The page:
Wednesday, 26 October 2011

Wargames Week: War Against Japan

Our next game was another outing for Nuts!  - this time in the pacific using the War Against Japan supplement.  This time out we decided to take a US squad each and have the game run the Japanese.

The terrain was set up using the random generation tables in the supplement and our objective was simply to land on the beach and then clear it of the enemy.  We thought this might not be a simple as it sounds, particularly as the village just behind the beach counted as a potential contact!

Fortunately our landing went without a hitch.  My squad hit the beach and immediately advanced to clear the village.  It was all going well until one of my men tripped a booby trap in the doorway to one of the huts and blew himself up!
Lenin's squad was having a little more luck advancing through the jungle toward a gully; however, this was all about to change as when they spotted a couple of potential contacts they turned out to be almost a platoon of Japs between them!  Lenin came under some heavy fire and so fell back into the jungle.
Having cleared the village I advanced on his flank and engaged one of the enemy squads to allow Lenin's squad to try an outflanking manoeuvre.  The firefight was favouring the japanese as they had a better LMG than my BARs so I pulled back to regroup.

I pushed one team forward to try to outflank the japanese and then launched a co-ordinated assault with grenades.  This effectively eliminated the japs and allowed me to advance on their position.  This is when it gets a little tricky as they have a habit of just playing dead or trying to take you with them when they go!  One of them took a shot at my men but fortunately wasn't successful.

Lenin tried a similar approach on the unit facing him and had similar initial success but when he advanced to investigate the japanese position he found one of them holding a grenade and lost most of his team.

Regrouping once again I decided to continue the advance.  Almost immediately we spotted a potential enemy force which, unfortunately, turned out to be a tank!
The tank spotted us and opened fire and a rather vicious engagement began.  My bazooka team were utterly useless and despite surviving the HE fire from the tank managed to miss it no less than three times!  Clearly frustrated by this ineptitude one of the NCOs decided to have a go himself and charged the tank armed only with grenades and a bad attitude.  It looked like a risky strategy but incredibly he managed to blow the tank up.

In the interim Lenin's men had come under fire from a sniper in a spider hole behind them and once dealt with we both had taken so many casualties that continuing with the mission was simply not an option and so we withdrew to the landing craft.

Tuesday, 25 October 2011

First Play: Saga

Our second game of the week was our first chance to try out the new Dark Ages rules from Gripping Beast, Saga.  We decided on the first scenario and Lenin took command of the Welsh with me taking the Vikings.

The rules suggest starting with a 4 point force rather than the typical 6, so that's what we did.  We took slightly differing approaches to the construction of our warbands with Lenin deciding to include some levy, something I decided to avoid.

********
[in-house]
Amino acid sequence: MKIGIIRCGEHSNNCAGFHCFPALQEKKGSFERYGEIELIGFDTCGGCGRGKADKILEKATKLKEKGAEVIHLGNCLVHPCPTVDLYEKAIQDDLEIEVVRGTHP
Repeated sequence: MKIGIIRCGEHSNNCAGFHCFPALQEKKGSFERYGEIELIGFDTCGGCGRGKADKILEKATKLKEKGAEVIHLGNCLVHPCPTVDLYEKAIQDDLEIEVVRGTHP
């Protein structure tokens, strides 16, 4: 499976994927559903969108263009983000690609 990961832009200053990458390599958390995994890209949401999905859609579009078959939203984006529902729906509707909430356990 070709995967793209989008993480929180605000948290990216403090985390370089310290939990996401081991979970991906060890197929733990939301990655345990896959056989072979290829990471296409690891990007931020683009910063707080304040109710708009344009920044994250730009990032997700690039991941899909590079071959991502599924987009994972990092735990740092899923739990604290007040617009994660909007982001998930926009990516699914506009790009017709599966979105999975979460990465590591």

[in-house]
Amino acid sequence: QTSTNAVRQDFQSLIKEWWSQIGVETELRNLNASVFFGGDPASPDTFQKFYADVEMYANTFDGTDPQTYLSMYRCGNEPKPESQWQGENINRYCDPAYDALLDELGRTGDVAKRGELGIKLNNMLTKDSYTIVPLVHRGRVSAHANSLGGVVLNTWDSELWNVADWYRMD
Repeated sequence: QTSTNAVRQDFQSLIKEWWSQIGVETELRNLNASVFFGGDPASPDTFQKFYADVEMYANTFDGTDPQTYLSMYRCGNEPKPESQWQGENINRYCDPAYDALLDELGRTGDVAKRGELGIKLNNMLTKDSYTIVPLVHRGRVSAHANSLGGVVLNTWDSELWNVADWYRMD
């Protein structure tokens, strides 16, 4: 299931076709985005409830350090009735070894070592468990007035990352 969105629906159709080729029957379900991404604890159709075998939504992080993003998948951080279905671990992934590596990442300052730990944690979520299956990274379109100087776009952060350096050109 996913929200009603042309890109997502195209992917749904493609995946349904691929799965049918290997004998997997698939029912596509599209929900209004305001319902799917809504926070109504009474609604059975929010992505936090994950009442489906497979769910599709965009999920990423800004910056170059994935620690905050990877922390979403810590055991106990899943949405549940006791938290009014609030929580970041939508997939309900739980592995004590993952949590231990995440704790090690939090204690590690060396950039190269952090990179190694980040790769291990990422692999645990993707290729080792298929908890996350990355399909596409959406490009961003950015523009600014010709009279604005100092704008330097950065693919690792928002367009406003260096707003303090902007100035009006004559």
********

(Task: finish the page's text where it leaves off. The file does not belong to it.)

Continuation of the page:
It took a little while to learn the different abilities on each of the faction battle boards and I am sure it will take a few games to really master any one faction.  But we managed to get into the game fairly quickly nonetheless.

The Welsh decided to take the hill in the centre straight away and I, somewhat unwisely, decided to rush in a push them off it.  The fatigue I gained from the multiple actions really gave the Welsh the edge in the fight and my Vikings were thrown back with some serious casualties.

I decided to regroup and attack again.
This time the combination of a couple of abilities and some lucky dice rolling carried the day.

The melding of modern boardgame mechanisms and traditional wargame rules might seem a little odd at first but we found it provided a fun game with the right feel for the period.  As a result I can see these rules coming out again!

Saturday, 22 October 2011

Wargames Week: Sicily 1943

Our first tabletop miniatures game was an opportunity for me to get my new Artizan US figures to the table.  This was a fictional scenario set against the historical background of Operation Husky, the Allied invasion of Sicily in July 1943 using the Two Hour Wargames' Nuts! rules.  Lenin took command of the two squads of American troops and their supporting Sherman whose objective was to clear the village of San Carlos.
Defending the village were five PEFs (Potential Enemy Forces) which would be determined when the GIs came into line of sight of them.  The first couple turned out to be false alarms, from the Americans being a little jumpy, and so the Allies made their way into the outskirts of the village.  Then the Sherman trundled down the road and it turned out that the Germans had, perhaps rather too stereotypically, posted an MG34 crew in the church tower.
The MG team promptly opened up on the Sherman and the tank commander slumped out of the turret.  The tank's driver was clearly spooked and promptly threw the tank behind a nearby house to get out of the line of fire.  Meanwhile one of the accompanying US squads had discovered that one of the village houses wasn't as unoccupied as it first appeared when they came under a hail of automatic weapons fire.  However, their Sergeant's quick reactions resulted in his Thompson and the squad BAR returning fire, killing a couple of the German section and forcing them to keep their heads down.
A fire firefight ensued with the US squad eventually victorious which allowed them to advance.

With the Sherman crew having had a chance to recover their senses they once again began their advance down the main street.  The MG34 once again opened fire but with the tank buttoned up this time it had little effect.  An HE shell from the tank's main gun promptly ended the danger from the MG position.

Another US squad had discovered some more Germans occupying another dwelling and a short fire fight ensued resulting in most of the Germans being killed and the two survivors cowering behind the stonework.

With everything looking good for the Americans they heard a rather loud and disturbing noise approaching.  This turned out to be a Tiger!
The Sherman, loaded with HE, opened fire on the Tiger but to little effect (the German tank commander having seen the remnants of the church tower and deciding that a cautious approach might be appropriate).  The Tiger returned fire, promptly brewing up the Sherman.

Under cover of this fire the two German survivors decided to withdraw but, unfortunately, one was spotted and brought down by some US fire.  One GI decided to see what had engaged the Sherman but ducked back as soon as he spotted the Tiger and just as they opened up with their MG!